The Saudi Arabian Vision 2030 is predicated on the development and diversification of the economy of the Kingdom of Saudi Arabia (Saudi Arabia). To realise Vision 2030, the Saudi Arabian government is relentlessly working to improve the country's socio-economic environment and expand economic opportunities to all citizens, including women. As part of Saudi Vision 2030 in attracting foreign investments and making Riyadh one of the ten largest city economies in the world, Saudi Arabia is welcoming foreign investors and multinational companies to relocate their regional headquarters to Saudi Arabia by implementing the Regional Headquarters (RHQ) program.
The RHQ program is a joint initiative between the Royal Commission for Riyadh City and the Ministry of Investment (MISA) tailored to attract multinational companies to establish and base their headquarters operations in Saudi Arabia under Saudi Laws to support, manage, and provide strategic direction to their branches, subsidiaries and affiliates operating in the Middle East and North Africa (MENA) region.
Companies with headquarters outside of Saudi Arabia, such as in neighbouring UAE, that want to start or continue business with Saudi Arabia's authorities and governmental bodies are the primary target audience for the RHQ initiative.
Government Tendering beyond January 2024
Multinational companies who do not wish to relocate their headquarters to the Kingdom can continue to work freely in Saudi Arabia. However, they may only deal with the private sector in terms of business. However, multinational corporations may not do business with the Saudi Arabian government beyond 2024 without a regional headquarter in Saudi Arabia. The Ministry of Investment reports that as of January 1, 2024, new legislation will restrict government contracts between Saudi Arabian government-owned enterprises and overseas businesses/companies without a regional headquarters in Saudi Arabia.
This will affect any government entity governed by the Government Procurement and Tender Law, such as Ministries, Authorities, Commissions, and any other wholly owned government entity.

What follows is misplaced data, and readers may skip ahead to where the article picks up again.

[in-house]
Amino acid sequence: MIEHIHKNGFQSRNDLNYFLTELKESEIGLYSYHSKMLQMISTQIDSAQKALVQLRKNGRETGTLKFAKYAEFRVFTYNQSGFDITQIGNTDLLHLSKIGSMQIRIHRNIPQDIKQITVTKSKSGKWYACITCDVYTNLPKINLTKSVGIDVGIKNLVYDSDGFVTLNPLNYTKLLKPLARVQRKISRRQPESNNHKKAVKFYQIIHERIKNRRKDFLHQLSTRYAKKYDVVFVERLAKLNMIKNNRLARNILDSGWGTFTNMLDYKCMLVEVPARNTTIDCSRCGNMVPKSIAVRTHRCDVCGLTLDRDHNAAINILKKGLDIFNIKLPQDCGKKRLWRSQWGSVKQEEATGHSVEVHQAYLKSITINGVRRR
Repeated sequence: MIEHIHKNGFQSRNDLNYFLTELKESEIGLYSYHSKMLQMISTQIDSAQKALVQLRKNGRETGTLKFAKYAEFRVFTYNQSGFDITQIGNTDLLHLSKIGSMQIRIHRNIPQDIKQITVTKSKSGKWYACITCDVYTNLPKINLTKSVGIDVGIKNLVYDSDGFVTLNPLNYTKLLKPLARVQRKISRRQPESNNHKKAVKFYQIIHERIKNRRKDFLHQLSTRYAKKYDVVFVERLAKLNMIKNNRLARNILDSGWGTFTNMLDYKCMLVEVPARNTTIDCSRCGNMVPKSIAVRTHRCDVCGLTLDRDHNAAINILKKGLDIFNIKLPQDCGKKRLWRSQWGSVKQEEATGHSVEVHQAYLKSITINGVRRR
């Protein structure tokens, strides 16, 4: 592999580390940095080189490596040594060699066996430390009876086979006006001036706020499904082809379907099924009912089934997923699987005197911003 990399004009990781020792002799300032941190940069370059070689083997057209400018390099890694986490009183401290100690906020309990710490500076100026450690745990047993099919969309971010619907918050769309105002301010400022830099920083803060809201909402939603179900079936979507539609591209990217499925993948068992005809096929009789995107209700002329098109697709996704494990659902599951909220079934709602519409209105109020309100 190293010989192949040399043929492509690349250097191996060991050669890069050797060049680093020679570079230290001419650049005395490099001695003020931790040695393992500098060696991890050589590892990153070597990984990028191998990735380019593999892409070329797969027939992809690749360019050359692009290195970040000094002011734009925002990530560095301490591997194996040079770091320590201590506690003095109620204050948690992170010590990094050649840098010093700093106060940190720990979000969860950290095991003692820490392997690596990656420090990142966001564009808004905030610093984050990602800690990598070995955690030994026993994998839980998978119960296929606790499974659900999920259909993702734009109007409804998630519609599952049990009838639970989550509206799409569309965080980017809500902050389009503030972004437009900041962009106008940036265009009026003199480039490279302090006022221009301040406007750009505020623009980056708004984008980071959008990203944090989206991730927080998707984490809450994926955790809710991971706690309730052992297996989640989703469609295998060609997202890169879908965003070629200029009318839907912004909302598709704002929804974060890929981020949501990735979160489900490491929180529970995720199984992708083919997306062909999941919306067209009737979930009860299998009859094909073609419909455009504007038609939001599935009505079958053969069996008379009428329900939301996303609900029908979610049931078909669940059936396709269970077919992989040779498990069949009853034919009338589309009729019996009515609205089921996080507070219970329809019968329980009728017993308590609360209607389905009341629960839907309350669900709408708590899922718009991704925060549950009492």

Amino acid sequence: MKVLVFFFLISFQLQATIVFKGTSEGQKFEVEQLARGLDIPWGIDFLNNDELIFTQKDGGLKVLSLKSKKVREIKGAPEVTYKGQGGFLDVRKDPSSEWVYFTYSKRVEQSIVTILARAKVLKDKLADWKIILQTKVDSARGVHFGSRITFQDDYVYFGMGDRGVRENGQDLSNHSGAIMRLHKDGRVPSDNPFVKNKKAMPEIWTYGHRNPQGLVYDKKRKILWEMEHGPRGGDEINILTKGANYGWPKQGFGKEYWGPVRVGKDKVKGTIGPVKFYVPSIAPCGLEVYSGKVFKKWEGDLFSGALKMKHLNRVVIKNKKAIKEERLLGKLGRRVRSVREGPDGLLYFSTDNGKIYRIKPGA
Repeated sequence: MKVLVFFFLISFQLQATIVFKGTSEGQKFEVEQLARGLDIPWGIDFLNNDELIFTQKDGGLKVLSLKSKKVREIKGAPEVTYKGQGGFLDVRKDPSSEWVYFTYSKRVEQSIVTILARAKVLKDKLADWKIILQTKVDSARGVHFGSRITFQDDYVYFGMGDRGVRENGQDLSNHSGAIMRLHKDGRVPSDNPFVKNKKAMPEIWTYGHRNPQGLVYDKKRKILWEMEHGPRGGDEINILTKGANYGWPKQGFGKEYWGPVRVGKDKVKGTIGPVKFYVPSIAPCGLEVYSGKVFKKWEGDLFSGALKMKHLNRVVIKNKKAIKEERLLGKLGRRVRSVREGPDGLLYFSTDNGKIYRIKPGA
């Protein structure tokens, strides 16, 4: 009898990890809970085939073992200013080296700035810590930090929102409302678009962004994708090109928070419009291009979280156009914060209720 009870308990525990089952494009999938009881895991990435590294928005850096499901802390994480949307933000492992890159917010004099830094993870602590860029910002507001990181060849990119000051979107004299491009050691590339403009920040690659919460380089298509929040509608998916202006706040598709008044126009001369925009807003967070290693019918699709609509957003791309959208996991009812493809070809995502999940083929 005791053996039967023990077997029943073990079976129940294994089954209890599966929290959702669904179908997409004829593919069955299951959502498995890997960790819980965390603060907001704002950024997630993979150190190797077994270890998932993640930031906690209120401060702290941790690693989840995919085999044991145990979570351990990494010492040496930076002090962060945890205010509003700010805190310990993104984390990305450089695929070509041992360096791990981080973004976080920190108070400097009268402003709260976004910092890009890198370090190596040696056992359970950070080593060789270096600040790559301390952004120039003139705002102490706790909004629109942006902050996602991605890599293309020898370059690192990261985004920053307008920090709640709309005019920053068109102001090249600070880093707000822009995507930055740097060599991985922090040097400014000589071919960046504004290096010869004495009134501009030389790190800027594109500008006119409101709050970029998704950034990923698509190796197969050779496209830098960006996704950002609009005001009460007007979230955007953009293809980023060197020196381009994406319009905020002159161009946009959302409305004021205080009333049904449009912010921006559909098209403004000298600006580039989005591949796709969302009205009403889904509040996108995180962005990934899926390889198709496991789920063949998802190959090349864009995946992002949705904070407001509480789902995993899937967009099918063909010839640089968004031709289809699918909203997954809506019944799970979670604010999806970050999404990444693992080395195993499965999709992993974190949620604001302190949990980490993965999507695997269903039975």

Regarding semi-government organisations, policy formulation is underway. A further announcement can confirm if semi-government organisations can be considered for a government tender ban by 2024. SABIC and ARAMCO are examples of semi-government organisations.
By applying for the RHQ program, multinational companies will be offered other incentives as well if they agree to be part of this great economic initiative and relocate their regional headquarters to Saudi Arabia, the largest economy in the MENA region.
Besides the government tendering opportunity, overall, there are five other announced incentives so far that multinationals will benefit from relocating their regional headquarters to Saudi Arabia through the RHQ program:
• Exemption from Saudization requirements for ten years;
• waiver of Professional Accreditation for some professions such as engineering, medicine, accounting, and investment;
• exemptions on visa limits and acceleration in issuing them;
• spouse work permits and dependent age extension to 25 years old; and
• comprehensive services (business, personal and concierge services).
Since RHQ entities are not intended to conduct any commercial activities or generate revenues, they are also exempt from Income Tax, which is generally based at 20% of the profit generated during a fiscal year. Most importantly, RHQ entities will also benefit from an exemption on payment of Withholding Tax (WHT).
WHT generally varies from 5% to 20%, noting that dividend distribution is set at 5%.
Special Economic Zones (SEZ)
One important related announcement was that the tax exemptions would benefit RHQ Companies only in Special Economic Zones (SEZ). It is essential to highlight that Saudi Arabia until today has announced several SEZs such as King Abdullah Economic City (KAEC), The Knowledge Economic City (KEC), Prince Abdulaziz bin Mousaed Economic City (PABMEC), Jazan Economic City (JEC), Kind Abdulaziz Financial District (KAFD) and NEOM.
While these SEZs are expected to have some independent laws and regulations in the future, these SEZs are still regulated by conventional Saudi laws. The following months may reveal whether these SEZs will have any autonomous regulations similar to freezones regulations in the United Arab Emirates.
Multinationals already moving to Saudi Arabia
Initially, it has been announced that around 44 multinational companies from various sectors, including Unilever, Baker Hughes, and Siemens relocated their RHQs to Saudi Arabia and signed a Memorandum of Understanding (MoU) with MISA; this figure is expected to increase ahead of the 2024 deadline.
Requirements & Rules
The requirements for the RHQ program include having a physical presence in two countries, excluding Saudi Arabia and the location of the holding company’s headquarters. The RHQ Program also specifies time limits for when a corporation established under the program must begin undertaking permissible activities. RHQ-established entities are also limited to specific strategic, management-related, or other optional activities that are aimed at managing their branches within the MENA region.
Now is an excellent time for multinational companies to take part in the Saudi Vision 2030 and gain access to the various opportunities available in the region’s largest economy and oil exporter. To better compete for government contracts, bids, and findings, the RHQ program encourages multinational companies to relocate their regional headquarters from Dubai and other GCC countries to Saudi Arabia.
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